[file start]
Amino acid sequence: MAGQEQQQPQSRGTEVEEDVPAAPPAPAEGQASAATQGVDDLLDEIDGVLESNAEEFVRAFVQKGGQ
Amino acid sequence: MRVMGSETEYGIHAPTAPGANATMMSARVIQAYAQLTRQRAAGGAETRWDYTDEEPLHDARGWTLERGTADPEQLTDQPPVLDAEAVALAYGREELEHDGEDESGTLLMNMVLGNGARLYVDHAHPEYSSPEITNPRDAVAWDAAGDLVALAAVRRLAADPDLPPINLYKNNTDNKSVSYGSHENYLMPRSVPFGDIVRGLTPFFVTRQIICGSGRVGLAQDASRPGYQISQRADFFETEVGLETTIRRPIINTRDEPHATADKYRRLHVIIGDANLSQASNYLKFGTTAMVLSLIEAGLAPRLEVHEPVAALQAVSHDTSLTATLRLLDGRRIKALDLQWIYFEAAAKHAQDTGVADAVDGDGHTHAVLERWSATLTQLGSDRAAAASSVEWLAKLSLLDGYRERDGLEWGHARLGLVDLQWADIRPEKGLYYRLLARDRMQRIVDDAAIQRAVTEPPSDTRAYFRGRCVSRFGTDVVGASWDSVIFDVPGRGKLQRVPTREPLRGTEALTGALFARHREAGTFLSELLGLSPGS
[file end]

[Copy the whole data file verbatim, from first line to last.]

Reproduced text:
Amino acid sequence: MAGQEQQQPQSRGTEVEEDVPAAPPAPAEGQASAATQGVDDLLDEIDGVLESNAEEFVRAFVQKGGQ
Amino acid sequence: MRVMGSETEYGIHAPTAPGANATMMSARVIQAYAQLTRQRAAGGAETRWDYTDEEPLHDARGWTLERGTADPEQLTDQPPVLDAEAVALAYGREELEHDGEDESGTLLMNMVLGNGARLYVDHAHPEYSSPEITNPRDAVAWDAAGDLVALAAVRRLAADPDLPPINLYKNNTDNKSVSYGSHENYLMPRSVPFGDIVRGLTPFFVTRQIICGSGRVGLAQDASRPGYQISQRADFFETEVGLETTIRRPIINTRDEPHATADKYRRLHVIIGDANLSQASNYLKFGTTAMVLSLIEAGLAPRLEVHEPVAALQAVSHDTSLTATLRLLDGRRIKALDLQWIYFEAAAKHAQDTGVADAVDGDGHTHAVLERWSATLTQLGSDRAAAASSVEWLAKLSLLDGYRERDGLEWGHARLGLVDLQWADIRPEKGLYYRLLARDRMQRIVDDAAIQRAVTEPPSDTRAYFRGRCVSRFGTDVVGASWDSVIFDVPGRGKLQRVPTREPLRGTEALTGALFARHREAGTFLSELLGLSPGS